Use of isotope-edited FTIR to derive a backbone structure of a transmembrane protein

Joshua Manor, Eyal Arbely, Andrè Beerlink, Mutaz Akkawi, Isaiah T. Arkin*

*Corresponding author for this work

Research output: Contribution to journalArticlepeer-review

10 Scopus citations


Solving structures of membrane proteins has always been a formidable challenge, yet even upon success, the results are normally obtained in a mimetic environment that can be substantially different from a biological membrane. Herein, we use noninvasive isotope-edited FTIR spectroscopy to derive a structural model for the SARS coronavirus E protein transmembrane domain in lipid bilayers. Molecular-dynamics-based structural refinement, incorporating the IR-derived orientational restraints points to the formation of a helical hairpin structure. Disulfide cross-linking and X-ray reflectivity depth profiling provide independent support of the results. The unusually short helical hairpin structure of the protein might explain its ability to deform bilayers and is reminiscent of other peptides with membrane disrupting functionalities. Taken together, we show that isotope-edited FTIR is a powerful tool to analyze small membrane proteins in their native environment, enabling us to relate the unusual structure of the SARS E protein to its function.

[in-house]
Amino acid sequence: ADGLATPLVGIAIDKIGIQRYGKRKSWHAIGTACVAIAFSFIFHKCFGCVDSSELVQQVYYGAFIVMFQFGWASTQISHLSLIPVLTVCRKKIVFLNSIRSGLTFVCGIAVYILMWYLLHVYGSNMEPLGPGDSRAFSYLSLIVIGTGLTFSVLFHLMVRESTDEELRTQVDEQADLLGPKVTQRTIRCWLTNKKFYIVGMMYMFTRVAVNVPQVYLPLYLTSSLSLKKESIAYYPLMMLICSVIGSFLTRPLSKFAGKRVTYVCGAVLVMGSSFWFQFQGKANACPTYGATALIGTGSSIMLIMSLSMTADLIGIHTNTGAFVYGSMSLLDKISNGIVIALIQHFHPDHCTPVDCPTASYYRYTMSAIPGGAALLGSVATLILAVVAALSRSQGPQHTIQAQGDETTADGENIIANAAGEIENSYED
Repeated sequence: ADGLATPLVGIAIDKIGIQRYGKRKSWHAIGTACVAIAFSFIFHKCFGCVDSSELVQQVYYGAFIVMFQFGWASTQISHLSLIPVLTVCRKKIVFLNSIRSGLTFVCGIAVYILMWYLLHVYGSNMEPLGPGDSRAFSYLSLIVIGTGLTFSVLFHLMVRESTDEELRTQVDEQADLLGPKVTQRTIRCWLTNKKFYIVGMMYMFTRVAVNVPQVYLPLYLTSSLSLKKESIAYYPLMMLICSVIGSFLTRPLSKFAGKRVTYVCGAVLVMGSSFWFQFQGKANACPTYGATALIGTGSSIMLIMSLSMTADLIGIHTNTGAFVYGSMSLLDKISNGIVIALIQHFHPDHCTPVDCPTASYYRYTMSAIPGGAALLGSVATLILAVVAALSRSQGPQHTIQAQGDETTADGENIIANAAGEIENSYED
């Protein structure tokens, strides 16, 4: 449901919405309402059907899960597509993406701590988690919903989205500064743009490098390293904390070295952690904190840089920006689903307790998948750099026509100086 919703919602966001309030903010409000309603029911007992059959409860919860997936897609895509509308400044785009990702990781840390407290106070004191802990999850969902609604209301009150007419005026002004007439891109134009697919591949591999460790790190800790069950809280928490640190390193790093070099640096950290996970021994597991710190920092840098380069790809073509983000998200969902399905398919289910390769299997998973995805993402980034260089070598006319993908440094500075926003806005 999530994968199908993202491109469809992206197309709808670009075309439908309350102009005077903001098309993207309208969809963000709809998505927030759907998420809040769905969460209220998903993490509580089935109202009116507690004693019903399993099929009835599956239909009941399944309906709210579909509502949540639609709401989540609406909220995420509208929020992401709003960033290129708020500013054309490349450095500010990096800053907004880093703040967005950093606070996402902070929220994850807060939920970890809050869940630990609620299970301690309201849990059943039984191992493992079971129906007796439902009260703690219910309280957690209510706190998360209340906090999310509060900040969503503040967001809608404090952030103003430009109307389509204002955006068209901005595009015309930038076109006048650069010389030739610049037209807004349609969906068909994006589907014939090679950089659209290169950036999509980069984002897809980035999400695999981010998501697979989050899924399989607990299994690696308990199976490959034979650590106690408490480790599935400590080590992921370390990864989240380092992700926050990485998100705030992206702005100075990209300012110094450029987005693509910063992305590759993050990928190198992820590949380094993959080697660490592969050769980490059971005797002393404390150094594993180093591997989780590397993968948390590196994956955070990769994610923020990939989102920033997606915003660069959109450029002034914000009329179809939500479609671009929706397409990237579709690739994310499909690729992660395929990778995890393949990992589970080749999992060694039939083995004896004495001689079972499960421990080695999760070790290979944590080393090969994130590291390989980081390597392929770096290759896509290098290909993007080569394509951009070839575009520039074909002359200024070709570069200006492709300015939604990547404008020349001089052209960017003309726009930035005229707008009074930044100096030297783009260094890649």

Original languageAmerican English
Pages (from-to)2573-2579
Number of pages7
JournalJournal of Physical Chemistry Letters
Issue number15
StatePublished - 7 Aug 2014


  • E protein
  • SARS coronavirus
  • dichroism
  • orientational constraint
  • protein refinement


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